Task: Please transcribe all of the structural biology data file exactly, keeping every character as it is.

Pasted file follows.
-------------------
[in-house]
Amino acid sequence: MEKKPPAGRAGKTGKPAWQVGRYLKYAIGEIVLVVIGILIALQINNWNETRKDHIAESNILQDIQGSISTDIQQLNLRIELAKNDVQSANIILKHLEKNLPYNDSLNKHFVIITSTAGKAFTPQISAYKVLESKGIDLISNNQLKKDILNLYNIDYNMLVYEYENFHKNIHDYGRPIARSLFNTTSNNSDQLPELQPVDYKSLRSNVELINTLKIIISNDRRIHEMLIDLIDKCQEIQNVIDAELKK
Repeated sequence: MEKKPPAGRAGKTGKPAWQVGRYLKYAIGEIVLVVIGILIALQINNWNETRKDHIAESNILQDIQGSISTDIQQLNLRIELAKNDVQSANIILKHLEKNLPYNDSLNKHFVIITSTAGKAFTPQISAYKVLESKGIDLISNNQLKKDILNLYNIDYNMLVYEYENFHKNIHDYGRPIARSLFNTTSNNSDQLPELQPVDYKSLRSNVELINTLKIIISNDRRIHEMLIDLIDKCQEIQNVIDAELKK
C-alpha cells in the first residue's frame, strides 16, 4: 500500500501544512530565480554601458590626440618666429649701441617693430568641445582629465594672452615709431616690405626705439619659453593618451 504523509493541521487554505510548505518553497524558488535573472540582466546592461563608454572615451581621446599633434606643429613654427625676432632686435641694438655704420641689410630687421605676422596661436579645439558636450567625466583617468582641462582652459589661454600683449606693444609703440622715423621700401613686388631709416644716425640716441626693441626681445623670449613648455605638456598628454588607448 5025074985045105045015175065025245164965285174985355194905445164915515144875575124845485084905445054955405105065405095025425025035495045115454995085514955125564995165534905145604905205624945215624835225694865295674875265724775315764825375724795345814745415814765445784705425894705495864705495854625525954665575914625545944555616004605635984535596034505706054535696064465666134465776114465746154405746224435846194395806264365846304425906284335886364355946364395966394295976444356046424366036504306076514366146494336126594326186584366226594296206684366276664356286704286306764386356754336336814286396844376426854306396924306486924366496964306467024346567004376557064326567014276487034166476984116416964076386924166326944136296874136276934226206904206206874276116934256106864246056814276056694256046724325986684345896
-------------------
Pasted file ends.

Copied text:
[in-house]
Amino acid sequence: MEKKPPAGRAGKTGKPAWQVGRYLKYAIGEIVLVVIGILIALQINNWNETRKDHIAESNILQDIQGSISTDIQQLNLRIELAKNDVQSANIILKHLEKNLPYNDSLNKHFVIITSTAGKAFTPQISAYKVLESKGIDLISNNQLKKDILNLYNIDYNMLVYEYENFHKNIHDYGRPIARSLFNTTSNNSDQLPELQPVDYKSLRSNVELINTLKIIISNDRRIHEMLIDLIDKCQEIQNVIDAELKK
Repeated sequence: MEKKPPAGRAGKTGKPAWQVGRYLKYAIGEIVLVVIGILIALQINNWNETRKDHIAESNILQDIQGSISTDIQQLNLRIELAKNDVQSANIILKHLEKNLPYNDSLNKHFVIITSTAGKAFTPQISAYKVLESKGIDLISNNQLKKDILNLYNIDYNMLVYEYENFHKNIHDYGRPIARSLFNTTSNNSDQLPELQPVDYKSLRSNVELINTLKIIISNDRRIHEMLIDLIDKCQEIQNVIDAELKK
C-alpha cells in the first residue's frame, strides 16, 4: 500500500501544512530565480554601458590626440618666429649701441617693430568641445582629465594672452615709431616690405626705439619659453593618451 504523509493541521487554505510548505518553497524558488535573472540582466546592461563608454572615451581621446599633434606643429613654427625676432632686435641694438655704420641689410630687421605676422596661436579645439558636450567625466583617468582641462582652459589661454600683449606693444609703440622715423621700401613686388631709416644716425640716441626693441626681445623670449613648455605638456598628454588607448 5025074985045105045015175065025245164965285174985355194905445164915515144875575124845485084905445054955405105065405095025425025035495045115454995085514955125564995165534905145604905205624945215624835225694865295674875265724775315764825375724795345814745415814765445784705425894705495864705495854625525954665575914625545944555616004605635984535596034505706054535696064465666134465776114465746154405746224435846194395806264365846304425906284335886364355946364395966394295976444356046424366036504306076514366146494336126594326186584366226594296206684366276664356286704286306764386356754336336814286396844376426854306396924306486924366496964306467024346567004376557064326567014276487034166476984116416964076386924166326944136296874136276934226206904206206874276116934256106864246056814276056694256046724325986684345896